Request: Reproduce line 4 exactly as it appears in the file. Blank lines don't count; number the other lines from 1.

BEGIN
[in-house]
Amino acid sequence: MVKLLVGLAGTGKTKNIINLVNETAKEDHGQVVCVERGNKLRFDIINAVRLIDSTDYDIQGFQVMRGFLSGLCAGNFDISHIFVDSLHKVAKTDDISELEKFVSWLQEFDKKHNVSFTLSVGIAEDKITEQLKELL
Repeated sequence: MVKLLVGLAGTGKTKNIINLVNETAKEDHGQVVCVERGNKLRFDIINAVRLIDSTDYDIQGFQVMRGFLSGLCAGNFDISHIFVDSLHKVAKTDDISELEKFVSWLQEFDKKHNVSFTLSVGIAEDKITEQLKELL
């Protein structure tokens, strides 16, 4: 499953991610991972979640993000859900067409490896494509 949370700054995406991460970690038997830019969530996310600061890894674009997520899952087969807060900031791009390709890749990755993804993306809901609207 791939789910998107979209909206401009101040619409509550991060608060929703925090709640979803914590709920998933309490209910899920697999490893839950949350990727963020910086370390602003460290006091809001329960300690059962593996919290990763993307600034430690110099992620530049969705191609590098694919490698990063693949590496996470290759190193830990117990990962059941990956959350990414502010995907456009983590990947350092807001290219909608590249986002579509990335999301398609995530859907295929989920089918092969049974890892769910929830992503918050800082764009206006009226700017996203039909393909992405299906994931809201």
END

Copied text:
């Protein structure tokens, strides 16, 4: 499953991610991972979640993000859900067409490896494509 949370700054995406991460970690038997830019969530996310600061890894674009997520899952087969807060900031791009390709890749990755993804993306809901609207 791939789910998107979209909206401009101040619409509550991060608060929703925090709640979803914590709920998933309490209910899920697999490893839950949350990727963020910086370390602003460290006091809001329960300690059962593996919290990763993307600034430690110099992620530049969705191609590098694919490698990063693949590496996470290759190193830990117990990962059941990956959350990414502010995907456009983590990947350092807001290219909608590249986002579509990335999301398609995530859907295929989920089918092969049974890892769910929830992503918050800082764009206006009226700017996203039909393909992405299906994931809201």